Monday, June 30, 2014

This is a cross-post from the Rally Engineering Blog.

Rally publishes a public javascript AppSDK to give customers the ability to easily access their user story data within custom applications. In order to make the SDK components more reusable in different contexts and provide easier application development, there must be a clear separation between view code and model code within the SDK.

ExtJs with MVC

First off, "MVC" in this post refers to unopinionated, generic MVC. View == UI, Model == application logic, Controller == glue between View and Model. "Component" refers to a class that extends Ext.Component.

There are two popular ways to implement MVC with ExtJs applications. Sencha provides an MVC implementation distributed with ExtJs and DeftJs is a third-party library. I have experimented with both of these MVC implementations, and found them lacking.

Sencha's built-in MVC implementation requires a specific directory structure and configuration with Ext.application. These restrictions make it difficult to adapt the pattern to existing code bases.

Sencha's controllers also encourage code that listens for events fired from a Container's child Components. This is a code smell. Controller code should never "know" about child Components, because refactorring the UI structure will break the controller. Replacing a text input with a slider shouldn't force you to change controller code.

DeftJs is easier to adapt to existing code, but there are some odd object lifecycle issues that make it difficult to work with. Components must mix in Deft's Controllable class and DeftJs controllers must be configured when a Component is defined, rather than when it is instantiated. If you find the need to re-use a Component with two different controllers, you will need to create two separate classes, each defined with a different DeftJS controller.

A Deft controller's init method is not called until after the Component has been rendered, which makes things rather challenging if the controller needs to hook into any pre-render events such as staterestore or render.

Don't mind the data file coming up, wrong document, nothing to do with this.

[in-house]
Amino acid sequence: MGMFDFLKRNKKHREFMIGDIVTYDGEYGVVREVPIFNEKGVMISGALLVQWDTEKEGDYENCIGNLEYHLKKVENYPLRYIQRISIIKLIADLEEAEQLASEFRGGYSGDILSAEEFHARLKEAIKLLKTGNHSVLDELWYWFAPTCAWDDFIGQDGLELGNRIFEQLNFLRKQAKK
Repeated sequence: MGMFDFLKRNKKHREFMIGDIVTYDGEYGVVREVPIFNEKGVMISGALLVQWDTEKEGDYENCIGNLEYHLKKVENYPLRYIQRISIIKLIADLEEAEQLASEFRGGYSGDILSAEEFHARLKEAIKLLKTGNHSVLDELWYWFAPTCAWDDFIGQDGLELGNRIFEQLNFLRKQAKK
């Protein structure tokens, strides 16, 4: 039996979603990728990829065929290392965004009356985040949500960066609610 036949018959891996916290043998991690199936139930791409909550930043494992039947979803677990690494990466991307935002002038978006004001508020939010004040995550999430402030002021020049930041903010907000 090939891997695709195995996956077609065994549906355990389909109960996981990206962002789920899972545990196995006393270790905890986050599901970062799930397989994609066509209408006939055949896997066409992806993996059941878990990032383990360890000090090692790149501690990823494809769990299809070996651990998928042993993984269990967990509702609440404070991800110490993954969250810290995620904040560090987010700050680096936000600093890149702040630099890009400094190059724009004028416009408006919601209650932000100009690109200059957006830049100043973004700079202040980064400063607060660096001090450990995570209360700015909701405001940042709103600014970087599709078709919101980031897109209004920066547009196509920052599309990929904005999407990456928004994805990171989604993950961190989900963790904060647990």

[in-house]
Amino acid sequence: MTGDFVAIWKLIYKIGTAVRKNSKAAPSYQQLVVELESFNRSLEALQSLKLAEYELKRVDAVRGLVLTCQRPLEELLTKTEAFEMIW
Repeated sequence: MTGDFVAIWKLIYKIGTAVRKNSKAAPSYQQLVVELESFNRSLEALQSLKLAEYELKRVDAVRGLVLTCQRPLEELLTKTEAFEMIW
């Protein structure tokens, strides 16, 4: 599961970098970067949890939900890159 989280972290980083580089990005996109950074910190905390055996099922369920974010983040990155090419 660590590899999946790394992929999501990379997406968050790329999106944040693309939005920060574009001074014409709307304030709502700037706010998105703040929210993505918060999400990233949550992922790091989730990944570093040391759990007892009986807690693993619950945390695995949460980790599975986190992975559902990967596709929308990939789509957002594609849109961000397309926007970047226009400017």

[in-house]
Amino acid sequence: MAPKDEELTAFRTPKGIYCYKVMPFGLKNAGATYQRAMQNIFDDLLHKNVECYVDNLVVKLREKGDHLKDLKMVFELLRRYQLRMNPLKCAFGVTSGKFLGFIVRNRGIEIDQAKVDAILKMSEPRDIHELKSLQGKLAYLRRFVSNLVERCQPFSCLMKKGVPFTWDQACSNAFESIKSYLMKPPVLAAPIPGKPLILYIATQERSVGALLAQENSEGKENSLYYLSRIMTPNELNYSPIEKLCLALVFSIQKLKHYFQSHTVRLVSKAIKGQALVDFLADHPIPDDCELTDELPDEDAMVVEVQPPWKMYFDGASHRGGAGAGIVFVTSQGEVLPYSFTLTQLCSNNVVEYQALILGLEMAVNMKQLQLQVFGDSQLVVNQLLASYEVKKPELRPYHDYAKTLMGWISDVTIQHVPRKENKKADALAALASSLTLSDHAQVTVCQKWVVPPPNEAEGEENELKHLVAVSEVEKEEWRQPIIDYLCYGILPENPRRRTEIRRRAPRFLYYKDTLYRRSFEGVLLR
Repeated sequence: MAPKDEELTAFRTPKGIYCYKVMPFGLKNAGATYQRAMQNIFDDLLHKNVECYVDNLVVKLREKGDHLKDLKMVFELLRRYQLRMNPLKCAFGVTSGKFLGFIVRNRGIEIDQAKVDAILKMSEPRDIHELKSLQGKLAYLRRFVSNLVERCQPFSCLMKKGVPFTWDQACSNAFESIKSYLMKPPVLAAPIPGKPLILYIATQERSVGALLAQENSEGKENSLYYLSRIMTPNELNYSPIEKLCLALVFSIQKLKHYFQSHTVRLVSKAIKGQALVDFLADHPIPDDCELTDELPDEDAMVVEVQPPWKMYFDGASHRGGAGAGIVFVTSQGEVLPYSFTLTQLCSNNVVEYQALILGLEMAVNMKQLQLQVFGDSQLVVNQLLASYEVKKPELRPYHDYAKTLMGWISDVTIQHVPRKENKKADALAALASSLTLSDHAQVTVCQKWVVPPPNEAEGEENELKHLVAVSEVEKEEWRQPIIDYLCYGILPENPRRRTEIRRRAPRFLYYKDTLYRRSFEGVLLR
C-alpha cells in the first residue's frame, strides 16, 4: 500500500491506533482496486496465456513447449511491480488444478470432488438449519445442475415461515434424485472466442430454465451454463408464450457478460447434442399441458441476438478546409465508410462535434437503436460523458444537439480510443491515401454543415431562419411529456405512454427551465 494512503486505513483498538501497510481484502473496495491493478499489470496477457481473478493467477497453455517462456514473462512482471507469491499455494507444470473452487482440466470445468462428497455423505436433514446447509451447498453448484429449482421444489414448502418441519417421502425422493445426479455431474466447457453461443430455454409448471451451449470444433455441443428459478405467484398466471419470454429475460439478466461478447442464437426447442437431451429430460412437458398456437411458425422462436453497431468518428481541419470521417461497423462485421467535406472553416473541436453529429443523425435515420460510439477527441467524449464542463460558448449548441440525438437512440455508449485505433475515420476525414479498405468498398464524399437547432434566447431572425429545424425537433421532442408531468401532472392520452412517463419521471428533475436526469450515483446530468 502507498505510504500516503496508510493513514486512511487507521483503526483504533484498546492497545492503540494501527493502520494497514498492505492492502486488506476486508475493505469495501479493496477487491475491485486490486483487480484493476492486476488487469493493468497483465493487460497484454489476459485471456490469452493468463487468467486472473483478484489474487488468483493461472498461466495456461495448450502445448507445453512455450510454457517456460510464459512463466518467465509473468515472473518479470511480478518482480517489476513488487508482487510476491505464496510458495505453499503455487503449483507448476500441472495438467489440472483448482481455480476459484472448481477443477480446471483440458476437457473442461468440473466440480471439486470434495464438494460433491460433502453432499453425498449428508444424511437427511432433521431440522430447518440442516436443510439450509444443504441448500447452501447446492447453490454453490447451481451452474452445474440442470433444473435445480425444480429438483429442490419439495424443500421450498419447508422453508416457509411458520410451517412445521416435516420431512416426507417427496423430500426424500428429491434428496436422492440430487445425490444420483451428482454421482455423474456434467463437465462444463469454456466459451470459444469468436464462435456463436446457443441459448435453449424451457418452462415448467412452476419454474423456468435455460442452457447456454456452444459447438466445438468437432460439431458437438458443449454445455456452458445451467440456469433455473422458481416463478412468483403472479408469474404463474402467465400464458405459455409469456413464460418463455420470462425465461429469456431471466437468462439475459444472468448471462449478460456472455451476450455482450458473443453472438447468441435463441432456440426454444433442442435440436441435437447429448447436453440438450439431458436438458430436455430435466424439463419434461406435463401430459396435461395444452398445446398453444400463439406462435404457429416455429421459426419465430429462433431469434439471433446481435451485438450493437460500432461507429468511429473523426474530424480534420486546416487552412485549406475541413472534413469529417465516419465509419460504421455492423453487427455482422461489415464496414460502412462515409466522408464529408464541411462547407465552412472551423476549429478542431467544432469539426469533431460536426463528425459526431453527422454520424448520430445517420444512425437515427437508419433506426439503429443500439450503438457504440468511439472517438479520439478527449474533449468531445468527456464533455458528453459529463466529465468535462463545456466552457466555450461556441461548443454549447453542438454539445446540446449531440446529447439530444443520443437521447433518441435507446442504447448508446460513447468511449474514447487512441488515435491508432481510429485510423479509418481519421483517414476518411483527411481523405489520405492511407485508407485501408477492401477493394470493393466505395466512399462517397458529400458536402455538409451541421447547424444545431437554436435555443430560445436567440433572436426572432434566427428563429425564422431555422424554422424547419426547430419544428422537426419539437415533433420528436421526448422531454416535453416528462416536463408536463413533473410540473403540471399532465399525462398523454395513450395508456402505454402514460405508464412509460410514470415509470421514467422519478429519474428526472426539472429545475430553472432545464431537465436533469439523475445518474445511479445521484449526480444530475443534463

Plugins as Controllers

I've found that standard Ext Plugins are a great alternative to Sencha and DeftJs controllers. Plugins fit nicely into the Component life cycle. They can be configured at instantiation time, so reusing the same UI with different behavior is trivial.

Multiple Plugins can be configured for a single Component. This may seem like an odd property for a controller, but it's actually quite nice to split code into multiple controllers for Components that have many different behaviors.

A Plugin's init method is called during the Component's constructor call, so it can respond to any Component events fired during or after the Component's initComponent call. A Plugin's destroy method is called during the Component's destroy call, which allows for easy cleanup of listeners and models orchestrated by the Plugin.

So how does it Work?

Wire up controller Plugins just like any other Plugin.

     * Controller Plugin
    Ext.define('MyViewController', {
        extend: 'Ext.AbstractPlugin',
        alias: 'plugin.myviewcontroller',

         * @cfg {}
        store: null,

        init: function(cmp) {
            // add listeners to respond to UI events
            cmp.on('save', this.onSave);

        onSave: function(cmp, data) {
            // respond to UI events by calling public view and model methods
                success: function() {
                    cmp.showNotification('Record Saved');
     * View Component
    Ext.define('MyView', {
        extend: 'Ext.Component',
        alias: 'widget.myview',

        items: [{
            xtype: 'button',
            label: 'Save'

        initComponent: function() {


            // button click is abstracted into semantic event to avoid
            // controller having to know UI implementation details
            this.down('button').on('click', function() {
                this.fireEvent('save', {...});

        showNotification: ...
    // instantiate view with controller configuration
    var cmp = container.add('myview', {
        plugins: [{
            ptype: 'myviewcontroller',
            store: myStore

Components architected with a plugin controller like the example above become easier to maintain and easier to consume. This method of adding controllers to components is relatively painless to adapt to existing code. We are actively refactoring legacy code within Rally's SDK to use this architecture.

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